According to Statcast, Judge has hit only two homers this season at Yankee Stadium, where he hit a 364-footer against Shane McClanahan on June 15 and another 364 against Jonathan Heasley on July 30. it was a footer.

That home run against Heasley was Judge’s 200th all-time home run. He hit 200 career home runs in just 671 games. Second lowest after Ryan Howard (658).

It’s no surprise that Judge’s career home run average (1 in 13.1 at-bats) is higher than his home run average on the road (1 in 16.3 at-bats). The Yankees will only play 25 of the 53 remaining games at home, so that’s going against the judges chasing Maris’ AL record. Here’s a rough breakdown of these 53 games:

yankee stadium

twenty five


Fenway Park



globe life field



Ring Central Coliseum



Angel Stadium



Rogers Center



american family field



T-Mobile Park



Tropicana Field



What these numbers mean is that Yankee Stadium has inflated home runs for right-handed hitters to 112% of the league average. Meanwhile, the RingCentral Coliseum has a league average of just 69% right home runs. The higher the number, the more home run friendly the ballpark plays. At least, when it comes to Lighty’s home runs.

The good news: Judges will play 30 of the team’s remaining 53 games in a ballpark suitable for 57% of right home runs. Bad news: The Yankees will close out the season with his four make-up his games in Texas (this is his one in a series postponed by an owner lockout). Get it in a ballpark unsuitable for right-handed power hitters.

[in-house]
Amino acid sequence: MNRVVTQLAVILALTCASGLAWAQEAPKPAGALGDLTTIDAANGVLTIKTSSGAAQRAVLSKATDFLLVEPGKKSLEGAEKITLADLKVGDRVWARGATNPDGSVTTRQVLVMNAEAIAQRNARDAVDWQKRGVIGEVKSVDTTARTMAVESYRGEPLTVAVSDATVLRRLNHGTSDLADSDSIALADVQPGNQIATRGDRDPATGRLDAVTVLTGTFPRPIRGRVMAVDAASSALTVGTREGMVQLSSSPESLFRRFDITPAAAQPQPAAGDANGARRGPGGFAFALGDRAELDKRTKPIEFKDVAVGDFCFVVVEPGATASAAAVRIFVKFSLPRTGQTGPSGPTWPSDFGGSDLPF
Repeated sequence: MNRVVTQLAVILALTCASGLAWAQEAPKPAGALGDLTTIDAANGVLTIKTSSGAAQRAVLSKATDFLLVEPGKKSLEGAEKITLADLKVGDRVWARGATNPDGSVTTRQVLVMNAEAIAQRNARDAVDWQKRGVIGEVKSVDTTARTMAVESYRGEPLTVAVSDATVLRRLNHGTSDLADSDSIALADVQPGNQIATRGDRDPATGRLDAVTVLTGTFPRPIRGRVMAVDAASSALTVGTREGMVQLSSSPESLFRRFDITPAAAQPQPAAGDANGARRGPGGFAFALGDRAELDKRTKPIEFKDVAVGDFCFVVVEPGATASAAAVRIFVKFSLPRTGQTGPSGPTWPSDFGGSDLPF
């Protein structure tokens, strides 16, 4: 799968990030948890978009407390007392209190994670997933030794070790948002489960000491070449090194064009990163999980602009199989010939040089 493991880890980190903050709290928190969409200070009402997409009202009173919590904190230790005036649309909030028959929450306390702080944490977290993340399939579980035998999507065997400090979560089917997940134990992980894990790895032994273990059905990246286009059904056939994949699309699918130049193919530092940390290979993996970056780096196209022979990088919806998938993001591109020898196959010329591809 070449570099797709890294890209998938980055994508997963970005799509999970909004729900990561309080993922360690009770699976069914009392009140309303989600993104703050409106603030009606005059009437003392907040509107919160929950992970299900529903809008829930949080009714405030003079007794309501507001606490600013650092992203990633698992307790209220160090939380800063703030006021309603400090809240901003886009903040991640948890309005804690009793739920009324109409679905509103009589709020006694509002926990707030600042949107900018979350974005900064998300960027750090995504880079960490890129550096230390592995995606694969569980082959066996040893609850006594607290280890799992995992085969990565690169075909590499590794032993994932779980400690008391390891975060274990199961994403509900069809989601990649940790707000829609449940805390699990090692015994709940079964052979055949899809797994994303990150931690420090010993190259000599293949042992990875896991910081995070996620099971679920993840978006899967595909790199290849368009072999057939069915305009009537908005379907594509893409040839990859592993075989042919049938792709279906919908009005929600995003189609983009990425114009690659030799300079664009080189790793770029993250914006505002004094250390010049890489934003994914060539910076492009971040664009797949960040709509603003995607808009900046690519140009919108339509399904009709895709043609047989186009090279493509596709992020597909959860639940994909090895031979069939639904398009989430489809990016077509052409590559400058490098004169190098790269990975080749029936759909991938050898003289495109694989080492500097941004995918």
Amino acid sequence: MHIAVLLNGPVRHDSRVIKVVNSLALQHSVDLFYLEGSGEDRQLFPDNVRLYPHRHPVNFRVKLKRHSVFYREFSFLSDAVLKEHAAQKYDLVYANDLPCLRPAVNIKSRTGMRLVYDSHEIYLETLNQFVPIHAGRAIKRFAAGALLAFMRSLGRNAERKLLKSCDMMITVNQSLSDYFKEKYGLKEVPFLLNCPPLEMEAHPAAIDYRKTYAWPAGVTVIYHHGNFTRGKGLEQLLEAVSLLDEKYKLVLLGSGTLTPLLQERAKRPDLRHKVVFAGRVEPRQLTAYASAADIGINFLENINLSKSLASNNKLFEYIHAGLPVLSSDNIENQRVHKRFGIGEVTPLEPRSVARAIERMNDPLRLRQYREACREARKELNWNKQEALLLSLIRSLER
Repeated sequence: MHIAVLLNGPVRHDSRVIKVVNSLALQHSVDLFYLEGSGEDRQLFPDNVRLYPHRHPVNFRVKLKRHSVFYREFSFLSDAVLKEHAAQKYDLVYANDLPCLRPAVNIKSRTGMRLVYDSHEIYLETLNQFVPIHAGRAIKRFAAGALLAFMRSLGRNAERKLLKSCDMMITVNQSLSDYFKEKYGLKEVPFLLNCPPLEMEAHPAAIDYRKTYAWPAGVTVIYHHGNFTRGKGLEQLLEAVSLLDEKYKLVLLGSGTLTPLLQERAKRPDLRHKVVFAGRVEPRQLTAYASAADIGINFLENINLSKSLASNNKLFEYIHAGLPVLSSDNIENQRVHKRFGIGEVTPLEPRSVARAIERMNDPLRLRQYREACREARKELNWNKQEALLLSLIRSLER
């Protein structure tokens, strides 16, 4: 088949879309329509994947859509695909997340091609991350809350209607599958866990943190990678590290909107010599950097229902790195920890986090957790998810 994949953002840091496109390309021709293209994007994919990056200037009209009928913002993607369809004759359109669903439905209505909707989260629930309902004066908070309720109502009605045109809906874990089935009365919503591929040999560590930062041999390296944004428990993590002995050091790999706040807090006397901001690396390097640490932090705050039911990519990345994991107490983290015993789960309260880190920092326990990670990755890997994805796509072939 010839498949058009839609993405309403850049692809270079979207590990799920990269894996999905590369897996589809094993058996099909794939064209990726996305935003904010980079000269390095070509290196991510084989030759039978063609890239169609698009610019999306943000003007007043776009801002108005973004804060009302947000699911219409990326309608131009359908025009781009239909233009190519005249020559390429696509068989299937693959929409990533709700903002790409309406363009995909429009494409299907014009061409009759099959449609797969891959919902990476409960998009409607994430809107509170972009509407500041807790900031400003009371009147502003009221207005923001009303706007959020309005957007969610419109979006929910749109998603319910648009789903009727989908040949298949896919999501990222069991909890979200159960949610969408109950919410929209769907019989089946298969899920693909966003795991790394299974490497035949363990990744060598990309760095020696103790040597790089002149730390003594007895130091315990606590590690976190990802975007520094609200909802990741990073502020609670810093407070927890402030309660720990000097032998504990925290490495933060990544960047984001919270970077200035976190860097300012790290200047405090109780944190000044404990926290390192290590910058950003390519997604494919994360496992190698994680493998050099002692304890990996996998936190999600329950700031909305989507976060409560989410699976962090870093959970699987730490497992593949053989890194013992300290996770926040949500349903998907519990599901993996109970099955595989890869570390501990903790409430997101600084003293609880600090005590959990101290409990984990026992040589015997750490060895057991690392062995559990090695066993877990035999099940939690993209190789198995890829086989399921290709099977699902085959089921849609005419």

Another piece of good news: I’m not entirely sure the Home Run Park factor applies to the judges. As mentioned, his power is huge, and very few players have improved their home run average this season. He can hit the ball from any part of any park. That said, to hit 60 home runs, the judges will need a few cheapies along the way.

what about his workload?

This is important. The Yankees have 53 games left for him, but it’s unlikely the judges will play all 53 of his. In fact, Judge was out of the lineup last Wednesday, even though the Yankees had Thursday off. They used it as an opportunity to give him the opportunity to rest his legs for two days in a row.

Judge has been perfectly healthy this season, has not had a single daily injury situation, and has started 101 of the team’s 109 games (4 pinch hitters). A similar pace would see Judge start in his 49 of his final 53 games in New York. If he cuts the starting lineup by four, his home run total could drop significantly. Judges may also pay the price for Maris aiming for his AL record.

The Yankees are a postseason rock whose ultimate goal is to win the World Series (as the judges themselves would say). So he will do what he thinks best to make sure the team is in the best position heading into his October. That said, they are oblivious to the home run chase and potential history. How could the Yankees sit judges at home in his September?

My guess, and I want to emphasize that this is just a guess, is that the Yankees tweaked their rest schedule a bit and instead of giving judges a full day off, they gave us more (potentially give more) time. DH Judge’s rest schedule is definitely something to watch, especially as he enters September and has a better idea of ​​whether Judge can really challenge Maris for his AL record.